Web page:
There are presently five countries or regions within the negative rate club, and Citigroup expects more will join the fray. Maybe even Canada.
With the ecu Central Bank cutting its deposit rate by 10 basis suggests negative 0.4 percent last week, it cemented its devote the group alongside Switzerland, Sweden, Denmark and Japan.
The economic advantage of looser monetary policy eventually runs out of steam, and recent data props up notion that situations are fading. Yet Citigroup analysts insist that it’s too early to report that negative interest rates aren’t still helping.
“When negative rates success in weakening currencies, they tend to enhance equity markets,” said Robert Buckland, a London-based currency strategist.
The problem, however, is that the newest round of negative rate moves by both the ECB and Bank of Japan haven’t driven down their currencies or boosted stocks.
Of the 19 countries Citigroup looked at, Buckland anticipates rate of interest cuts in eight of them between now and also the end of 2017.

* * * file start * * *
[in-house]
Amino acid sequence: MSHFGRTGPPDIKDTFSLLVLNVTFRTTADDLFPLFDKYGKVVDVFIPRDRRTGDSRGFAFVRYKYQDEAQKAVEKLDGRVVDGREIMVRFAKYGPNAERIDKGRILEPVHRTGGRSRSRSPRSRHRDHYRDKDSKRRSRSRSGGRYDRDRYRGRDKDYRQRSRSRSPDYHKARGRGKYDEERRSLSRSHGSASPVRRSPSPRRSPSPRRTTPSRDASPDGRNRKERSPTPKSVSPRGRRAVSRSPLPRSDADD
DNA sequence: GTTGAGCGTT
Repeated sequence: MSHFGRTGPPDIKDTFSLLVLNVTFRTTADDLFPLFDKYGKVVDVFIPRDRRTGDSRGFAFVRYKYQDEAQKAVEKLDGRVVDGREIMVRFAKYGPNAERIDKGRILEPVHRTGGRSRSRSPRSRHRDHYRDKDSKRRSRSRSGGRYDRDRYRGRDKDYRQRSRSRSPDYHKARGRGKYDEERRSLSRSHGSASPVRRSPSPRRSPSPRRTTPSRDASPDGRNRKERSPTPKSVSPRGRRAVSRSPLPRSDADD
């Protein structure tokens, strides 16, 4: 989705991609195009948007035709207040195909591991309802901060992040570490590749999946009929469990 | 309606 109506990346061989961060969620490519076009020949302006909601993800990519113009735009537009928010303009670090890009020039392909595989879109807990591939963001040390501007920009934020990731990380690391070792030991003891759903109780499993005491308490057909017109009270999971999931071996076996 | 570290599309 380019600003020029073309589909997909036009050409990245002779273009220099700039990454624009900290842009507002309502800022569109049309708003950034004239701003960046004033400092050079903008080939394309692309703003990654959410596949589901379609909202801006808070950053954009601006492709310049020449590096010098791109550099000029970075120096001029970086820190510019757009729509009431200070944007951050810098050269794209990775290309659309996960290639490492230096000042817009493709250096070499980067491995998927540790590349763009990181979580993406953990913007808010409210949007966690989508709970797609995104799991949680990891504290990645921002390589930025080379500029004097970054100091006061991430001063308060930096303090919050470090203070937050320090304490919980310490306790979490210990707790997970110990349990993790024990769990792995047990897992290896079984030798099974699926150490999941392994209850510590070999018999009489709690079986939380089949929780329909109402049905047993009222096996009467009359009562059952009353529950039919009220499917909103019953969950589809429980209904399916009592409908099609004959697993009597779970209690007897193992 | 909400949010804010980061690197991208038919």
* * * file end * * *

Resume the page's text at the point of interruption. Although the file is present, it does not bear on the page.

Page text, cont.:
The strategist is certain that Israel will join the negative rates club in 2016, while he thinks the Czech Republic, Norway and Canada face a material prospect of this occurring.
The need for these movements to investors stems from the fact that the equity market seems to takes its lead in the foreign exchange markets.
“If negative rates are successful in weakening the country’s currency, then the equity market tends to perform well,” Buckland told clients. “But if the currency appreciates despite negative rates, as occurred earlier this year, then the equity market tends to weaken.”